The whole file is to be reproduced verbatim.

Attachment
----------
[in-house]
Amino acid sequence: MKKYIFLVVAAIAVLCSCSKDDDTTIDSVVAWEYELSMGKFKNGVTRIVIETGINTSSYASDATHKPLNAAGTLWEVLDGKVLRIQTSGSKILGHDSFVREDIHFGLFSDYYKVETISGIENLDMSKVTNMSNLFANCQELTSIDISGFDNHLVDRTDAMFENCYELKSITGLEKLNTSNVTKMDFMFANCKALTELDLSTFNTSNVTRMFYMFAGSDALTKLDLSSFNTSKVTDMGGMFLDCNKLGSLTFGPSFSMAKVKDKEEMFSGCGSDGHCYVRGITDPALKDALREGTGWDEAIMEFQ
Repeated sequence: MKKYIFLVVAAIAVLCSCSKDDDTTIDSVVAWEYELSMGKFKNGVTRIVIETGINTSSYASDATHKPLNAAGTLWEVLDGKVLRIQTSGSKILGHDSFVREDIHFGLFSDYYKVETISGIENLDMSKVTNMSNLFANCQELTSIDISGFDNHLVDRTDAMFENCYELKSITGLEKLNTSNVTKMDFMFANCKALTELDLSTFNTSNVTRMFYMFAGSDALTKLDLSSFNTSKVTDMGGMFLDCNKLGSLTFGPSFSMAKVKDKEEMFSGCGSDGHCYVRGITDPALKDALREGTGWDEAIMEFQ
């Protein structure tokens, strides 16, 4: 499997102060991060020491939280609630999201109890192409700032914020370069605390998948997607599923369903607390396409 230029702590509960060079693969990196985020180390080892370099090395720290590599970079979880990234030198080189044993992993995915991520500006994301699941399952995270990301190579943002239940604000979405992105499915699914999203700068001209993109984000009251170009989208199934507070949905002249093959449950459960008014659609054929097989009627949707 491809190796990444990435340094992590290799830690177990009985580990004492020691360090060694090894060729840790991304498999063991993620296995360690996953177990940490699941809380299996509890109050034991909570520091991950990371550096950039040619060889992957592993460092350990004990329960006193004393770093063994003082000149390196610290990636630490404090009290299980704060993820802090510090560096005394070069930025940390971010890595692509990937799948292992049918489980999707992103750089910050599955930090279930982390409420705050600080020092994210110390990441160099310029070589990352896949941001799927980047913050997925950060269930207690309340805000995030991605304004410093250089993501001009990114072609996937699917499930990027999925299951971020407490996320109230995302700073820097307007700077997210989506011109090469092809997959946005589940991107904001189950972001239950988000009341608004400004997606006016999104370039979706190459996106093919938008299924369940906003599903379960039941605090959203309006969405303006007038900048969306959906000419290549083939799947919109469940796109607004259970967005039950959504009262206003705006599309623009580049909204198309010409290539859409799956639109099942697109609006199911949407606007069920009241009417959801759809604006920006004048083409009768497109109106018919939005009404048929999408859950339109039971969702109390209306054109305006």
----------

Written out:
[in-house]
Amino acid sequence: MKKYIFLVVAAIAVLCSCSKDDDTTIDSVVAWEYELSMGKFKNGVTRIVIETGINTSSYASDATHKPLNAAGTLWEVLDGKVLRIQTSGSKILGHDSFVREDIHFGLFSDYYKVETISGIENLDMSKVTNMSNLFANCQELTSIDISGFDNHLVDRTDAMFENCYELKSITGLEKLNTSNVTKMDFMFANCKALTELDLSTFNTSNVTRMFYMFAGSDALTKLDLSSFNTSKVTDMGGMFLDCNKLGSLTFGPSFSMAKVKDKEEMFSGCGSDGHCYVRGITDPALKDALREGTGWDEAIMEFQ
Repeated sequence: MKKYIFLVVAAIAVLCSCSKDDDTTIDSVVAWEYELSMGKFKNGVTRIVIETGINTSSYASDATHKPLNAAGTLWEVLDGKVLRIQTSGSKILGHDSFVREDIHFGLFSDYYKVETISGIENLDMSKVTNMSNLFANCQELTSIDISGFDNHLVDRTDAMFENCYELKSITGLEKLNTSNVTKMDFMFANCKALTELDLSTFNTSNVTRMFYMFAGSDALTKLDLSSFNTSKVTDMGGMFLDCNKLGSLTFGPSFSMAKVKDKEEMFSGCGSDGHCYVRGITDPALKDALREGTGWDEAIMEFQ
């Protein structure tokens, strides 16, 4: 499997102060991060020491939280609630999201109890192409700032914020370069605390998948997607599923369903607390396409 230029702590509960060079693969990196985020180390080892370099090395720290590599970079979880990234030198080189044993992993995915991520500006994301699941399952995270990301190579943002239940604000979405992105499915699914999203700068001209993109984000009251170009989208199934507070949905002249093959449950459960008014659609054929097989009627949707 491809190796990444990435340094992590290799830690177990009985580990004492020691360090060694090894060729840790991304498999063991993620296995360690996953177990940490699941809380299996509890109050034991909570520091991950990371550096950039040619060889992957592993460092350990004990329960006193004393770093063994003082000149390196610290990636630490404090009290299980704060993820802090510090560096005394070069930025940390971010890595692509990937799948292992049918489980999707992103750089910050599955930090279930982390409420705050600080020092994210110390990441160099310029070589990352896949941001799927980047913050997925950060269930207690309340805000995030991605304004410093250089993501001009990114072609996937699917499930990027999925299951971020407490996320109230995302700073820097307007700077997210989506011109090469092809997959946005589940991107904001189950972001239950988000009341608004400004997606006016999104370039979706190459996106093919938008299924369940906003599903379960039941605090959203309006969405303006007038900048969306959906000419290549083939799947919109469940796109607004259970967005039950959504009262206003705006599309623009580049909204198309010409290539859409799956639109099942697109609006199911949407606007069920009241009417959801759809604006920006004048083409009768497109109106018919939005009404048929999408859950339109039971969702109390209306054109305006």